7 Things Your Toddler Really Means When They Say "I Can Do It By Myself"
I have a confession to make: I'm a control freak. I didn't used to be this way. In fact, pre-kid me was wild and carefree and totally laid back and able to go with the flow. But mom me? Oh, mom me is completely incapable of stepping back and letting things just happen. I want the best for my babies and, more often than not, that means doing things for them. But toddlers can do things by themselves, you guys! They don't need their parents to complete every little task! Who knew, right?!
My first "baby" isn't really a baby anymore, he's 4. And, at 4, my son is wildly independent and wants to do all the things all by himself, without any help from mom. Yes, I am already "not cool enough" to help my child. And that's hard for me, you guys! Sometimes it's incredibly difficult to back up and watch my son do something by himself, especially when he's struggling or getting frustrated.
But letting go and letting my son do things for himself is how he learns, and man is this kid learning. It's incredible to watch this tiny human — a human I grew inside my body and pushed into the world — become independent and capable of doing things without any assistance; incredible in a way that's as awe-inspiring as it is a little sad. But that's part of this whole parenting thing, right? And in the end, it's our ultimate goal: to raise humans who can take care of themselves. So, yes, I am learning to back the you-know-what up and let my kid do things on his own, and in the process have learned that when my son says he's got it, he really means the following things:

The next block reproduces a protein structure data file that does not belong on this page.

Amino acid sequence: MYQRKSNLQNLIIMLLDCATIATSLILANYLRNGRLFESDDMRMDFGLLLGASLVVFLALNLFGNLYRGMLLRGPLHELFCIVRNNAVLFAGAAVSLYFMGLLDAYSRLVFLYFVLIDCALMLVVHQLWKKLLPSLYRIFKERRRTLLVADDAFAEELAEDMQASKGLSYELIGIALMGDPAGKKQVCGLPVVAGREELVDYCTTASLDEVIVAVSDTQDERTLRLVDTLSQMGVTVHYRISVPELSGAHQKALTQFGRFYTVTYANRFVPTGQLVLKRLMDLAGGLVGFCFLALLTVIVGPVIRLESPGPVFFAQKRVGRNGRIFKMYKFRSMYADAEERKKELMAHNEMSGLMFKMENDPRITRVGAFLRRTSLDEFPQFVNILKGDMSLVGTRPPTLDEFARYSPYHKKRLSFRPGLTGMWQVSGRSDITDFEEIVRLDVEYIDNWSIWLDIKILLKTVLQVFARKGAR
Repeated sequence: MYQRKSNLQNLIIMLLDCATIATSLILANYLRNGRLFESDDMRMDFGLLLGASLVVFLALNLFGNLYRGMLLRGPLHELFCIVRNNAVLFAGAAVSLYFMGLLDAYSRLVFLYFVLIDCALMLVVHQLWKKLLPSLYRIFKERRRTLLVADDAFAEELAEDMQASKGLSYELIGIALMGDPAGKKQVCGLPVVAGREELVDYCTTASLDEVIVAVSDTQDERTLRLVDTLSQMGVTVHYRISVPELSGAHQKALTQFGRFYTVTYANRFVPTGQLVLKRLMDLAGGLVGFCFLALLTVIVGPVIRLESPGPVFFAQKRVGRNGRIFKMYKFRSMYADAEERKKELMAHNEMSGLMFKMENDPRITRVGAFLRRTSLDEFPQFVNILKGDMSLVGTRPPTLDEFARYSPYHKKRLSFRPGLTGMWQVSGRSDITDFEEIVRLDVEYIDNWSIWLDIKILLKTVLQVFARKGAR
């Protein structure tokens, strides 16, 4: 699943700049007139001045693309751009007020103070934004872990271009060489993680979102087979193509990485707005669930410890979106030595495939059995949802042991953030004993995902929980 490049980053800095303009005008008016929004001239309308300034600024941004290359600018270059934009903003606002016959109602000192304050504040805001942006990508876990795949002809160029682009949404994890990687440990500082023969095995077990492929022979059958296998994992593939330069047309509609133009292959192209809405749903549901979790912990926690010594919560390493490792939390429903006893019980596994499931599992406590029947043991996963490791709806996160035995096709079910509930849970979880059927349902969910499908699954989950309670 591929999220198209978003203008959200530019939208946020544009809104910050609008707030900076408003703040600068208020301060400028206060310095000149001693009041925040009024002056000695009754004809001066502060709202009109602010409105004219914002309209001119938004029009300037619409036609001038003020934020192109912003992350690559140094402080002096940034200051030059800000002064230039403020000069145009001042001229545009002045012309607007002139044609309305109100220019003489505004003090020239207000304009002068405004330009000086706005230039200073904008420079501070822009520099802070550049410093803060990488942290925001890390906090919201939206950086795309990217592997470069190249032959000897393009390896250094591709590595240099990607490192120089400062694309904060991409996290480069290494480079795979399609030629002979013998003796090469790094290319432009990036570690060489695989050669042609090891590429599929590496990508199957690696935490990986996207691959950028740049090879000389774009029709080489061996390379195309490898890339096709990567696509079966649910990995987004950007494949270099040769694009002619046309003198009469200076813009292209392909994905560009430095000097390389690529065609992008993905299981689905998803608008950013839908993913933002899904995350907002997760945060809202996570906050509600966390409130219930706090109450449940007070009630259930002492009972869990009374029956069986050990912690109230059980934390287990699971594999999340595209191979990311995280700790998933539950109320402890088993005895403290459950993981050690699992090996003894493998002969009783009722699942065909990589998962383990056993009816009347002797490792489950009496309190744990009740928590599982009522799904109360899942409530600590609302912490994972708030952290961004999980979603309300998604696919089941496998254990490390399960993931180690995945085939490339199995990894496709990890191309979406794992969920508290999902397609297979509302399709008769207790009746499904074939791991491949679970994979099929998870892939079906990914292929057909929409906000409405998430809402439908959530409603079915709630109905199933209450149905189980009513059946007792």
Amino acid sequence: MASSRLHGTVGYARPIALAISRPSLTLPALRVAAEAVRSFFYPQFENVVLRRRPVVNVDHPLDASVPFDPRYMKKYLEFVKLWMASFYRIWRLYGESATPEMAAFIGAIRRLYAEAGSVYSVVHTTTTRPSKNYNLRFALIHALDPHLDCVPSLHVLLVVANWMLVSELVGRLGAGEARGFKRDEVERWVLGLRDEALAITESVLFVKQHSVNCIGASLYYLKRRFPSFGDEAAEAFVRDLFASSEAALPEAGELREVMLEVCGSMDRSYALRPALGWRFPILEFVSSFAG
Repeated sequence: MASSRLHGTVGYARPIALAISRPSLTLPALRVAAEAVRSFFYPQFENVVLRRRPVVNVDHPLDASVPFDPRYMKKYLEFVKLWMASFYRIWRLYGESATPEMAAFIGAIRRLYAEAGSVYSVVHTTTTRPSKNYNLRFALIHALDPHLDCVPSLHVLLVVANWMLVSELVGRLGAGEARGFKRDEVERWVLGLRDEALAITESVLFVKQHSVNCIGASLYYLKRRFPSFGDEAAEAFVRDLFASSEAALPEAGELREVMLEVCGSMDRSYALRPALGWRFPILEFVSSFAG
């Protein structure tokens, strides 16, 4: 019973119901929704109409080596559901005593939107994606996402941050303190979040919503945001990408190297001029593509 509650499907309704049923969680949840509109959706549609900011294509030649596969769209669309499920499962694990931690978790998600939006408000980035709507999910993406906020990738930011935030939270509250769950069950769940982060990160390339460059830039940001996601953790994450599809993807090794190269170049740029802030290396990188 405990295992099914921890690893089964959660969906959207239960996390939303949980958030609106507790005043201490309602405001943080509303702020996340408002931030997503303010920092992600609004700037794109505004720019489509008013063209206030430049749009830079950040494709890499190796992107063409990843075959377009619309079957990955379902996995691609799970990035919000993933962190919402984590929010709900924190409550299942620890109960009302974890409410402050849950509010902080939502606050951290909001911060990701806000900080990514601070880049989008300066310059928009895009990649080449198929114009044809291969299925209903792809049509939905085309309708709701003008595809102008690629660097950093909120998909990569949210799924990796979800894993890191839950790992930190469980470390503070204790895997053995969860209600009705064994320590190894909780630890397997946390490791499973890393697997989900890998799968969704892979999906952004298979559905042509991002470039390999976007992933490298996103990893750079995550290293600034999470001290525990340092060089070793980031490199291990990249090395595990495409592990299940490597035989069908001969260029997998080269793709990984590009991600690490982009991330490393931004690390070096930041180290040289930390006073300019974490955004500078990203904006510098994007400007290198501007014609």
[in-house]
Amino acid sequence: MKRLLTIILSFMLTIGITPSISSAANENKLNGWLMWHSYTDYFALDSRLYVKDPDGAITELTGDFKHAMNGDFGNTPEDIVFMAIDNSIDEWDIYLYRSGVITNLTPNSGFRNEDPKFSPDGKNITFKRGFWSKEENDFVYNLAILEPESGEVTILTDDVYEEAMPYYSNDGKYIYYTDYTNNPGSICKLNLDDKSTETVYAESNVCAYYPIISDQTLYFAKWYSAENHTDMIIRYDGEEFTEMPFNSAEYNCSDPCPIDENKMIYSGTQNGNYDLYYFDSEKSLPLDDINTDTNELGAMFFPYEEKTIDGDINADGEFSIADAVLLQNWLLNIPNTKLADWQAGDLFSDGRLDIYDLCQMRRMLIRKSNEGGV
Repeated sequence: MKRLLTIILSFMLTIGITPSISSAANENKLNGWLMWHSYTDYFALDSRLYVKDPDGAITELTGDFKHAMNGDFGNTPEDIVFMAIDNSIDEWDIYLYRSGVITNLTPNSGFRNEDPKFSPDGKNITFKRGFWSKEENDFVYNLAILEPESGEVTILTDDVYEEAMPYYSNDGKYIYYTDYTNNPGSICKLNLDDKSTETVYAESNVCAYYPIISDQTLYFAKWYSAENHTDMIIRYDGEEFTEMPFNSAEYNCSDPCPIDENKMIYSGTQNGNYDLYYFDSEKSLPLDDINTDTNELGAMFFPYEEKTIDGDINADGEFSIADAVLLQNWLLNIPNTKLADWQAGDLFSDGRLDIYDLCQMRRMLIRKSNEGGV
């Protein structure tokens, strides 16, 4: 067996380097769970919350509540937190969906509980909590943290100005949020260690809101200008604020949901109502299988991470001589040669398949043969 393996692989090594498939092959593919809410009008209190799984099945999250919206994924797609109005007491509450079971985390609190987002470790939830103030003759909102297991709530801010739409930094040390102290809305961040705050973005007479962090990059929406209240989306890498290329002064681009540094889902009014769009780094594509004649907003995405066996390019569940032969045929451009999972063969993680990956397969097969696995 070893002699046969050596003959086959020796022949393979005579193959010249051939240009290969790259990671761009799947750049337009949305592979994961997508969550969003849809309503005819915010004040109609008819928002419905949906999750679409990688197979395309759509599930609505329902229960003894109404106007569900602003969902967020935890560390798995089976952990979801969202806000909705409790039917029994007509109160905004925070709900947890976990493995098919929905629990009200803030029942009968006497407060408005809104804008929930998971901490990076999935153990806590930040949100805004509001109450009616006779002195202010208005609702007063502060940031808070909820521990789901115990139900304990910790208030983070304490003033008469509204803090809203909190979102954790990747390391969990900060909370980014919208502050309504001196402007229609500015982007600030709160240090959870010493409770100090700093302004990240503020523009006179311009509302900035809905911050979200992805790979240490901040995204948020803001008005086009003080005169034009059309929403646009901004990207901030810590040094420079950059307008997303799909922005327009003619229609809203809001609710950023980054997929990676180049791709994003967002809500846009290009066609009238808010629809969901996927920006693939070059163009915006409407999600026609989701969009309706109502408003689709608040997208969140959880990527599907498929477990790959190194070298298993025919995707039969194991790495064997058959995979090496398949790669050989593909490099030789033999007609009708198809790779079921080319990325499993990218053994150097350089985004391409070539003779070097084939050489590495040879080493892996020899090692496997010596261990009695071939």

"I'm Growing Up Way Faster Than You'd Like"
Like, how are you tying your own damn shoes right now? Weren't you just a helpless newborn, incapable of even lifting your head, like, yesterday? Didn't you just find out you had feet and toes, like, a week ago? It's truly incredible how fast the time flies, and while that's an often regurgitated parenting talking point it tends to hit you out of nowhere nonetheless, especially when your toddler wants to do something all on their own.
"This Is Going To Take At Least 45 Minutes"
Buckle in, mom and prepare for a lesson in patience. Because whatever your child has decided they can do on their own, is going to take at least triple the time it would've taken if you had just done it for them.
"This Is The Only Way I'm Going To Learn"
It's true! I mean, yes, you can and probably should show your kid how to do whatever task they should inevitably learn to do on their own, but at the end of the day the only way they're going to truly master a skill is if they try it themselves. It's hard, sometimes, but as parents we have to learn to back up and let our kids figure things out the hard way.
"Just Kidding, I Really Do Need Your Help"
Ha! Just kidding! And you thought your work here was done! No way, mom. You are, in fact, needed, and this in and of itself is a great parenting lesson: even when your kid thinks they don't need you anymore, they do. Whether they're 2, 12, or 20, there will come a moment when the person they need most, is you.
"This Is Hard & It's All Your Fault"
Someone, anyone, tell me I'm not the only parent who has to suffer her child's wrath when he can't complete a task he truly believes he's capable completing. Please. Because when my son can't do something that he's been trying to master, it is inevitably and without a doubt my fault. I end up getting yelled at for, oh, I don't know, shoe laces not automatically tying themselves or a red crayon not being a blue crayon or some other situation that is entirely out of my control, and it would be annoying if it wasn't kind of entertaining.
"I Could've Done This Weeks Ago If You Would've Let Me"
There have been moments when, having finally given my son a chance to do something on his own, I have realized he was able to do a thing, like, weeks ago. I was so used to doing something for him that I didn't realize he could actually do it himself.
"Look At How Well You're Teaching Me"
I mean, you're doing it mom! You're sharing wisdom with your little one. You are teaching them brand new things, every single day, and the tiny human who at one point couldn't roll over is now doing all these "big kid" tasks all on their own! Because of you! So, yes, be proud of your toddler when they master a task, but also... be proud of yourself. You've earned it.